Old One

Early last summer, or late last spring, I visited a park with a friend. It is in Los Angeles, above the 118 freeway, so if you frequent the area you might recognize the photo (below) and the painting (above).

It is the kind of park I like – open, easily accessible, and then winding away from the city into the canyons beyond. Since my friend cannot get too far, we never have gone deep into the canyons, but perhaps one day I will go further than I have. It has some lovely tended areas and then wilder areas, but what I particularly enjoy are the oak trees.

This is the view from the pathway returning to the city, and this tree never ceases to find a soft spot (hopefully a sharp spot with good focus in a camera!) when I visit. I think we all have trees or buildings or places we enjoy revisiting.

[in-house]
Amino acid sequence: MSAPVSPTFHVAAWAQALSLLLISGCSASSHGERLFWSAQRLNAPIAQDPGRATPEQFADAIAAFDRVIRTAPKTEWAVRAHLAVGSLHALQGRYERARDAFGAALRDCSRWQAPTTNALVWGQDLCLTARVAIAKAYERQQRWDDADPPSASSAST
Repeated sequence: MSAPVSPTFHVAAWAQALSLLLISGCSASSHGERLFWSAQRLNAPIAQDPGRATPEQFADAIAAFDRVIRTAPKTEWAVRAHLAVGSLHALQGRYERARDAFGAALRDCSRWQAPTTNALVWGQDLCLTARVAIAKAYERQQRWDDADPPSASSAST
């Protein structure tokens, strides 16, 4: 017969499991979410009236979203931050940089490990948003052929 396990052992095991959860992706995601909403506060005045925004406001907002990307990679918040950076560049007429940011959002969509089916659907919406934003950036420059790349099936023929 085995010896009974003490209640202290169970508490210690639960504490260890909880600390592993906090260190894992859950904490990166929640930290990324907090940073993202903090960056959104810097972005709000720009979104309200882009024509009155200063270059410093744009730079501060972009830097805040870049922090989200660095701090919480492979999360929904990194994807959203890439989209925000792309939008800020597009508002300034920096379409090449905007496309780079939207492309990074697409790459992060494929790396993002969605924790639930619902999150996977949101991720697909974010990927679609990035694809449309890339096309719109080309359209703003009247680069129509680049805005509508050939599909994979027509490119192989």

More pointillism, more gouache.

Winter Sunset

I took this picture awhile back in the local botanical garden.  It is an oak against the sky, with the Santa Monica range in the distance.  In the photo, the tree is silhouetted against a yellow sky, and the foreground is mottled with dried grasses.  The California oak is not deciduous, but shows leaves year round.

The process here is along the lines of yesterday’s post, and is more successful I think.  It is very simple.  The steps I took began with a wash on the entire paper (8×10) in raw sienna.  The mountains on the left were done next using a bit of sap green with the raw sienna, followed by some cobalt blue for the darker range.  After that, the lower half of the painting had a wash of a greenish color, later followed with a darker green of sap green and cobalt blue.  The tree and brush in the center were of burnt sienna and cobalt, with perhaps a bit of ultramarine as well.

That’s it.  Fairly successful in moving from light to dark, general to specific.  The simplicity of the subject matter makes it an easy painting to do – yesterday’s fig tree through the window was more complex, and accordingly more difficult.  I really wonder if I will ever successfully paint complex scenes, such as a forest and creek or a city street filled with cars, people, buildings, and whatever – rather daunting, actually.